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Emerging markets climb up the top wind markets chart

Emerging markets are undeniably today’s hot spot when considering wind power projects and there are clear indications that developing economies will soon dominate the chart with top markets to invest in.

It is important to remember that renewable energy development in emerging markets follows a path very different from the one set by the centralised grids of the industrialised world.

Renewables growth in developing countries is fueled not so much by government subsidies and environmental concerns but by pure energy demand that needs to be met in a quick and relatively inexpensive way. The lack of centralised grid infrastructure is not a barrier, but rather an opportunity to distributed renewable generation. And last but not least, thanks to technological advances some renewable energy sources are today cost competitive with their fossil fuels counter parts. For example, according to the Climatescope 2014 report, put up by research firm Bloomberg New Energy Finance (BNEF), the average electricity price for industrial users in 55 emerging markets in Africa, Asia, Latin America and the Caribbean was USD 147.9 (EUR 133.7) per MWh in 2013, well above BNEF’s levelised cost of electricity for wind of USD 82.

Considering that, it is no wonder that the year 2014 brought a new record in wind power installations. According to figures released by the World Wind Energy Association (WWEA), more than 50 gigawatts (GW) of new capacity went online last year, bringing the total close to 370 GW. The market volume for new wind capacity in 2014 was 40 % bigger than in 2013 and saw three emerging markets enter the top ten in terms of installed wind power.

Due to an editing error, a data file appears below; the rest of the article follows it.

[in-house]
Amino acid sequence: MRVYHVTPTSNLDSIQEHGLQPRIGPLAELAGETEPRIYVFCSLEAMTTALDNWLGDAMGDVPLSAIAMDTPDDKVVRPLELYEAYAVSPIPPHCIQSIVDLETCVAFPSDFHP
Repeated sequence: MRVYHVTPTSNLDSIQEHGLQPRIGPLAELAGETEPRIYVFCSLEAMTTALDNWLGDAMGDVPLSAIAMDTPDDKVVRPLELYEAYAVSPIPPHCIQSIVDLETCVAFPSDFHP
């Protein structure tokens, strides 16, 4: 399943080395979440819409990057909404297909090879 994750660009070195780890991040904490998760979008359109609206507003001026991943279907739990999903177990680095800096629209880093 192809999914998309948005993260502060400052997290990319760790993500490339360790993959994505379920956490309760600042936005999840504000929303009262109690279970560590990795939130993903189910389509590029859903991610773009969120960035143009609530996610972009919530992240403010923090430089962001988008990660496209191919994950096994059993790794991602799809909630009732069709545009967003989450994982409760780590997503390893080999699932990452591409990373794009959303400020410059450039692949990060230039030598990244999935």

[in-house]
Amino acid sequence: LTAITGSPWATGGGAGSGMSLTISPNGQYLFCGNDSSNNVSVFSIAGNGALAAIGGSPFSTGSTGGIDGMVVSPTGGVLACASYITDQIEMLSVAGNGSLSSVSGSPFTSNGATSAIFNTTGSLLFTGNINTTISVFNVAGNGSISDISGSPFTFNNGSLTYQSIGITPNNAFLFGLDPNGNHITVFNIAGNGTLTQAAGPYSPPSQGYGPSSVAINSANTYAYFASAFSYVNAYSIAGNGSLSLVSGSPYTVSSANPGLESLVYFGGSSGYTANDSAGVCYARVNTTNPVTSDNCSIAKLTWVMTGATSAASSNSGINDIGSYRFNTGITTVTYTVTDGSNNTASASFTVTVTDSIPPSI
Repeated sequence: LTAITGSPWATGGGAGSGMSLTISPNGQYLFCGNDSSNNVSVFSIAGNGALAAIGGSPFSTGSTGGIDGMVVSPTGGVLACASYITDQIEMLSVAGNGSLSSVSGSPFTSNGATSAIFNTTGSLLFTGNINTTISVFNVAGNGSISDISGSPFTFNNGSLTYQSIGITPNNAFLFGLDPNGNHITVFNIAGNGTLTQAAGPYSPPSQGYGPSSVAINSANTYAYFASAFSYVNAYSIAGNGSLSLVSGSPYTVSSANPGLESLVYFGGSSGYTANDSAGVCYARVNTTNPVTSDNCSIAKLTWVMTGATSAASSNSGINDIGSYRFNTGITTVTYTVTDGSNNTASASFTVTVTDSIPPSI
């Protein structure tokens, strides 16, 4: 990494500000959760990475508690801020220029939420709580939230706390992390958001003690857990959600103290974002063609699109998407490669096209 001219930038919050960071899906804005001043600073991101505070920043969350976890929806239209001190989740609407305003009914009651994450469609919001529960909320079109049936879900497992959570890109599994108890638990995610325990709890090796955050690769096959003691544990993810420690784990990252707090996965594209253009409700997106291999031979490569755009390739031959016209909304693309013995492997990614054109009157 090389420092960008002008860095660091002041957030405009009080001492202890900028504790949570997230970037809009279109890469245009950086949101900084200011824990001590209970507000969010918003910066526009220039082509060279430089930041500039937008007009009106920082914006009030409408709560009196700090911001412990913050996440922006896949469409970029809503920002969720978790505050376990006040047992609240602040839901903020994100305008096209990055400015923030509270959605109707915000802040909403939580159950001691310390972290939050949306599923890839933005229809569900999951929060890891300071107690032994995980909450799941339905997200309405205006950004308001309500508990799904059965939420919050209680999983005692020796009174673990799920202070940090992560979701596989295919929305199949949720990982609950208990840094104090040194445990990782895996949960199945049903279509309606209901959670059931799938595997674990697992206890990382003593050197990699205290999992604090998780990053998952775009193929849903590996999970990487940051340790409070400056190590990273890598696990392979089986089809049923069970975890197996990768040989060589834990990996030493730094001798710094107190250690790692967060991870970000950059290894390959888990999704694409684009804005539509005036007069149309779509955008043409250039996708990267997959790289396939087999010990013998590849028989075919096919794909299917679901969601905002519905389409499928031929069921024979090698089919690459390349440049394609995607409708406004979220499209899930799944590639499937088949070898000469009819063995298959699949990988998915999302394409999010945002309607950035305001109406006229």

Ambitious targets, combined with sustained levels of support and efforts to open up to foreign investors have launched three emerging economies — China, India and Brazil — to the top.

China added just over 23 GW of new capacity in 2014, the highest annual number for any country ever, bringing the total to 114 GW. The Asian country aims to nearly double its wind capacity to 200 GW by the end of 2020.

India is the second largest wind market in Asia with 2.3 GW in new capacity for 2014. The sector has struggled in the last couple of years but 2014 seems to signal the onset of a recovery phase. The Indian government has also recently committed to a target of 170 GW of renewables by 2022.

Brazil is one of the most promising onshore markets for wind energy, for at least the next five years. The Brazilian wind industry has the objective to maintain growth of at least 2 GW per year and possibly provide 12% of national generation capacity by 2023.


Asia, mainly China and India, but Pakistan and the Philippines as well, will continue to dominate the wind market, according to Global Wind Energy Council (GWEC). Having surpassed Europe in terms of cumulative installed capacity at the end of 2014, Asia will be bringing 40%-45% of the annual global total going forward.

Latin America will also continue to grow, with Brazil at the lead, and also with important boosts from Chile, Uruguay, Peru, and the Central American markets.

The African market reached nearly 1 GW of annual installed capacity for the first time in 2014, and it is expected to keep up the pace, driven primarily by South Africa and Egypt.

Morocco, Ethiopia, Kenya, Tanzania and Ghana are some emerging markets to pay attention to as well.

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